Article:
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Interest rates have never been lower and there are few reasons to expect them to grow in the near future. With this challenging environment, and from a corporate governance perspective, it may be an appropriate time for an independent review.

A SWOT Analysis will identify internal strengths, weaknesses, external opportunities and threats to each component of your insurer’s investment process. We find a SWOT Analysis to be the best way to develop a blueprint and prioritization of how and where to improve the investment process. Conducting a SWOT Analysis consists of the following steps:

1. Obtain Information Regarding Financial Condition and Investment Portfolio

These documents include: financial statements, cash flow forecasts, claim payment information, investment policy statement, information related to the regulatory framework that the company operates under (state regulation citations for review), most recent board report, investment management and custodian agreements and contacts, quarterly investment management reports, quarterly return streams for all portfolios, holdings for all portfolios, etc.

At this time we would also have initial conversations with the insurer’s management or investment committee to determine company objectives and constraints. Though this seems like a great deal of information, most insurers are able to assemble and provide this information within a few days.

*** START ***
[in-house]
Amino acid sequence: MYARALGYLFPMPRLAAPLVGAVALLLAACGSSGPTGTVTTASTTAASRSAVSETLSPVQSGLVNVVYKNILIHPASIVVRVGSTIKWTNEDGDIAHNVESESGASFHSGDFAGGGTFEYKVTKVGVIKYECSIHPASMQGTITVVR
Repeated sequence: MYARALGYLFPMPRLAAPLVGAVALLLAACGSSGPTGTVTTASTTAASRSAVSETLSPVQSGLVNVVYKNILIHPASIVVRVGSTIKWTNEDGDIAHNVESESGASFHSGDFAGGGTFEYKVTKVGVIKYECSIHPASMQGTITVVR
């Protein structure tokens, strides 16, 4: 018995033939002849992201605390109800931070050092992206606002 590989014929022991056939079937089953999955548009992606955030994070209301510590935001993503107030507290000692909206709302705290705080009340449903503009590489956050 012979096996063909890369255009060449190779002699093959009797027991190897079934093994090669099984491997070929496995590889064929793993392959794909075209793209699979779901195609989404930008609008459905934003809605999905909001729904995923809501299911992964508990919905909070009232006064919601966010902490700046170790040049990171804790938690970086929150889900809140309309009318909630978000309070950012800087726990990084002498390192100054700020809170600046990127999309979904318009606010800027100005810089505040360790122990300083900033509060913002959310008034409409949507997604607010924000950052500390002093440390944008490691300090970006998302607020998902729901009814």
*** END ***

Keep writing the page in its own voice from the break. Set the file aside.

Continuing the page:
2. With the Provided Information, SAA will Complete a SWOT Analysis on the
Insurer’s Investment Process Value Chain

The SWOT analysis will identify internal strengths and weaknesses, as well as external opportunities and threats to each component of the insurer’s investment process. We find that the SWOT analysis is the best way to set out a “road map” to guide the work and the relationship with the insurance company.

As outlined in the graphic on the next page, these components include the following:

Strategic Asset Allocation
SAA reviews the impact of different allocations in a risk management framework by modeling various asset class combinations.

“Best Practices Review” of the Investment Policy
SAA utilizes a sample ‘best practices’ approach to an insurer’s investment policy. Importantly, we know that a ‘best practices’ investment policy for an insurer must have these key components:

•  Preamble – Who? What? Roles and Responsibilities
•  Investment Return and Management Objectives
•  Asset Allocation and Risk Management Guidelines
•  Investment Performance and Reporting
•  Investment Policy and Guidelines Evaluation

Relevant state and other regulations, as well as other factors such as tax situation (if applicable), are also incorporated into the strategic asset allocation and investment policy development process. The investment policy is reviewed at least annually or more frequently if changes to the investment portfolio or overall business require modifications.

Peer Group Analysis…

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